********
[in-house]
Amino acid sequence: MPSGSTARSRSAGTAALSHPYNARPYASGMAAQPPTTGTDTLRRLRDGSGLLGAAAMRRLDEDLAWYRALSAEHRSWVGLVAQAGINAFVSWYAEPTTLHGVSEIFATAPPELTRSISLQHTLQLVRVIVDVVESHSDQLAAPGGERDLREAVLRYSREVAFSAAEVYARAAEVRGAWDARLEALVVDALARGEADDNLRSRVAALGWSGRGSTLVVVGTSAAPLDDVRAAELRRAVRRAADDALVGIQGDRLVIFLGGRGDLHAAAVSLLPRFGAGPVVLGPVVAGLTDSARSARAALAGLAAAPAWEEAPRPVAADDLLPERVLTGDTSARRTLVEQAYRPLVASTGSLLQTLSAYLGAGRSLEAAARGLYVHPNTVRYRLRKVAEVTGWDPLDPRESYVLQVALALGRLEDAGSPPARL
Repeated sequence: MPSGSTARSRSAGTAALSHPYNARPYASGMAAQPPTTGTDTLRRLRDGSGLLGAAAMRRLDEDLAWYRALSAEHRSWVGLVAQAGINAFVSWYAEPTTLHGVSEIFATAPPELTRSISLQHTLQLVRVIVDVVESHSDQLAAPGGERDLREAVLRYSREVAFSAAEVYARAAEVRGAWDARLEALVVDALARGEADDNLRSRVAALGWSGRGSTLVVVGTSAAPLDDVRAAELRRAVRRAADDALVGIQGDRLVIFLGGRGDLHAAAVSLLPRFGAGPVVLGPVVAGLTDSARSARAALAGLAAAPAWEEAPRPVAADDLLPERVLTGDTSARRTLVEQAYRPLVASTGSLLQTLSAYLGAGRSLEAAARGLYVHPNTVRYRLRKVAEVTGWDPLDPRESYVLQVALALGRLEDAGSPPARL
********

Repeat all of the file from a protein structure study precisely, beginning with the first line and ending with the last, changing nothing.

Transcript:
[in-house]
Amino acid sequence: MPSGSTARSRSAGTAALSHPYNARPYASGMAAQPPTTGTDTLRRLRDGSGLLGAAAMRRLDEDLAWYRALSAEHRSWVGLVAQAGINAFVSWYAEPTTLHGVSEIFATAPPELTRSISLQHTLQLVRVIVDVVESHSDQLAAPGGERDLREAVLRYSREVAFSAAEVYARAAEVRGAWDARLEALVVDALARGEADDNLRSRVAALGWSGRGSTLVVVGTSAAPLDDVRAAELRRAVRRAADDALVGIQGDRLVIFLGGRGDLHAAAVSLLPRFGAGPVVLGPVVAGLTDSARSARAALAGLAAAPAWEEAPRPVAADDLLPERVLTGDTSARRTLVEQAYRPLVASTGSLLQTLSAYLGAGRSLEAAARGLYVHPNTVRYRLRKVAEVTGWDPLDPRESYVLQVALALGRLEDAGSPPARL
Repeated sequence: MPSGSTARSRSAGTAALSHPYNARPYASGMAAQPPTTGTDTLRRLRDGSGLLGAAAMRRLDEDLAWYRALSAEHRSWVGLVAQAGINAFVSWYAEPTTLHGVSEIFATAPPELTRSISLQHTLQLVRVIVDVVESHSDQLAAPGGERDLREAVLRYSREVAFSAAEVYARAAEVRGAWDARLEALVVDALARGEADDNLRSRVAALGWSGRGSTLVVVGTSAAPLDDVRAAELRRAVRRAADDALVGIQGDRLVIFLGGRGDLHAAAVSLLPRFGAGPVVLGPVVAGLTDSARSARAALAGLAAAPAWEEAPRPVAADDLLPERVLTGDTSARRTLVEQAYRPLVASTGSLLQTLSAYLGAGRSLEAAARGLYVHPNTVRYRLRKVAEVTGWDPLDPRESYVLQVALALGRLEDAGSPPARL